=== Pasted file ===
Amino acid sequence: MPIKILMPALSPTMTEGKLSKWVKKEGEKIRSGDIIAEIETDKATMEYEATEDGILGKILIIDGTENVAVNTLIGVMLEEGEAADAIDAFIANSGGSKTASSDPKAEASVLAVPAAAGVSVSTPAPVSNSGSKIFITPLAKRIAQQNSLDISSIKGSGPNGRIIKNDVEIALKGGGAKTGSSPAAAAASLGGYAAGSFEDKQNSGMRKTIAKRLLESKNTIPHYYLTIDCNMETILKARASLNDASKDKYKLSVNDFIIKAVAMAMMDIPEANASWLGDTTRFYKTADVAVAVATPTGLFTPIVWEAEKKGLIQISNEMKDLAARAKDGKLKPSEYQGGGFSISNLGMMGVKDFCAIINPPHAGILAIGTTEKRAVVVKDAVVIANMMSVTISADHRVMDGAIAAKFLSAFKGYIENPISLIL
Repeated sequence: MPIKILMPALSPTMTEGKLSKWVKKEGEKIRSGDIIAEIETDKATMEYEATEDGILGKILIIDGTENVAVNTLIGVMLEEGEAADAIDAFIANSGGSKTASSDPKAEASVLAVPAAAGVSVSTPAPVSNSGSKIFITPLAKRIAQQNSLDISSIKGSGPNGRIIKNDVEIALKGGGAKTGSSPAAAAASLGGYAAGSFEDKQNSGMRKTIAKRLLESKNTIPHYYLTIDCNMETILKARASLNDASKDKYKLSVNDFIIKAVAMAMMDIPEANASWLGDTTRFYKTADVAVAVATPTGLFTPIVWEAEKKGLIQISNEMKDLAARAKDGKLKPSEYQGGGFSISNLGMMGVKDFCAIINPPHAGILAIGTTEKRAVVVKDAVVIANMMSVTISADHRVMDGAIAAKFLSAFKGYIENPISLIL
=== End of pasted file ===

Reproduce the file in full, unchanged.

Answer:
Amino acid sequence: MPIKILMPALSPTMTEGKLSKWVKKEGEKIRSGDIIAEIETDKATMEYEATEDGILGKILIIDGTENVAVNTLIGVMLEEGEAADAIDAFIANSGGSKTASSDPKAEASVLAVPAAAGVSVSTPAPVSNSGSKIFITPLAKRIAQQNSLDISSIKGSGPNGRIIKNDVEIALKGGGAKTGSSPAAAAASLGGYAAGSFEDKQNSGMRKTIAKRLLESKNTIPHYYLTIDCNMETILKARASLNDASKDKYKLSVNDFIIKAVAMAMMDIPEANASWLGDTTRFYKTADVAVAVATPTGLFTPIVWEAEKKGLIQISNEMKDLAARAKDGKLKPSEYQGGGFSISNLGMMGVKDFCAIINPPHAGILAIGTTEKRAVVVKDAVVIANMMSVTISADHRVMDGAIAAKFLSAFKGYIENPISLIL
Repeated sequence: MPIKILMPALSPTMTEGKLSKWVKKEGEKIRSGDIIAEIETDKATMEYEATEDGILGKILIIDGTENVAVNTLIGVMLEEGEAADAIDAFIANSGGSKTASSDPKAEASVLAVPAAAGVSVSTPAPVSNSGSKIFITPLAKRIAQQNSLDISSIKGSGPNGRIIKNDVEIALKGGGAKTGSSPAAAAASLGGYAAGSFEDKQNSGMRKTIAKRLLESKNTIPHYYLTIDCNMETILKARASLNDASKDKYKLSVNDFIIKAVAMAMMDIPEANASWLGDTTRFYKTADVAVAVATPTGLFTPIVWEAEKKGLIQISNEMKDLAARAKDGKLKPSEYQGGGFSISNLGMMGVKDFCAIINPPHAGILAIGTTEKRAVVVKDAVVIANMMSVTISADHRVMDGAIAAKFLSAFKGYIENPISLIL